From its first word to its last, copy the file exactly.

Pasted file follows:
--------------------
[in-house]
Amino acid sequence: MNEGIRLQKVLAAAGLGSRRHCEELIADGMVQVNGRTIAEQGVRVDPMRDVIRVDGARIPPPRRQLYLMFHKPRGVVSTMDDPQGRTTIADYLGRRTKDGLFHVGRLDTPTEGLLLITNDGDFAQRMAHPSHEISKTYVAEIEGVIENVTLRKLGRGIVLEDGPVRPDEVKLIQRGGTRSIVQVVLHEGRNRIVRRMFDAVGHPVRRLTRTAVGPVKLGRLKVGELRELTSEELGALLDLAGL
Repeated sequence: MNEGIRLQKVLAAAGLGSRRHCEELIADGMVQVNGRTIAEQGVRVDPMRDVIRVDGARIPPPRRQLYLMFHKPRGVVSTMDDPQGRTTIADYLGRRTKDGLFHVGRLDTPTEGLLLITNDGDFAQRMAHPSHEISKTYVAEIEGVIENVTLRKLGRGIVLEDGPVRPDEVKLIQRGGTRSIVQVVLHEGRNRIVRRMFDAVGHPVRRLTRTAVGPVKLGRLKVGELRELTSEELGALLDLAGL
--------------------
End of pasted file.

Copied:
[in-house]
Amino acid sequence: MNEGIRLQKVLAAAGLGSRRHCEELIADGMVQVNGRTIAEQGVRVDPMRDVIRVDGARIPPPRRQLYLMFHKPRGVVSTMDDPQGRTTIADYLGRRTKDGLFHVGRLDTPTEGLLLITNDGDFAQRMAHPSHEISKTYVAEIEGVIENVTLRKLGRGIVLEDGPVRPDEVKLIQRGGTRSIVQVVLHEGRNRIVRRMFDAVGHPVRRLTRTAVGPVKLGRLKVGELRELTSEELGALLDLAGL
Repeated sequence: MNEGIRLQKVLAAAGLGSRRHCEELIADGMVQVNGRTIAEQGVRVDPMRDVIRVDGARIPPPRRQLYLMFHKPRGVVSTMDDPQGRTTIADYLGRRTKDGLFHVGRLDTPTEGLLLITNDGDFAQRMAHPSHEISKTYVAEIEGVIENVTLRKLGRGIVLEDGPVRPDEVKLIQRGGTRSIVQVVLHEGRNRIVRRMFDAVGHPVRRLTRTAVGPVKLGRLKVGELRELTSEELGALLDLAGL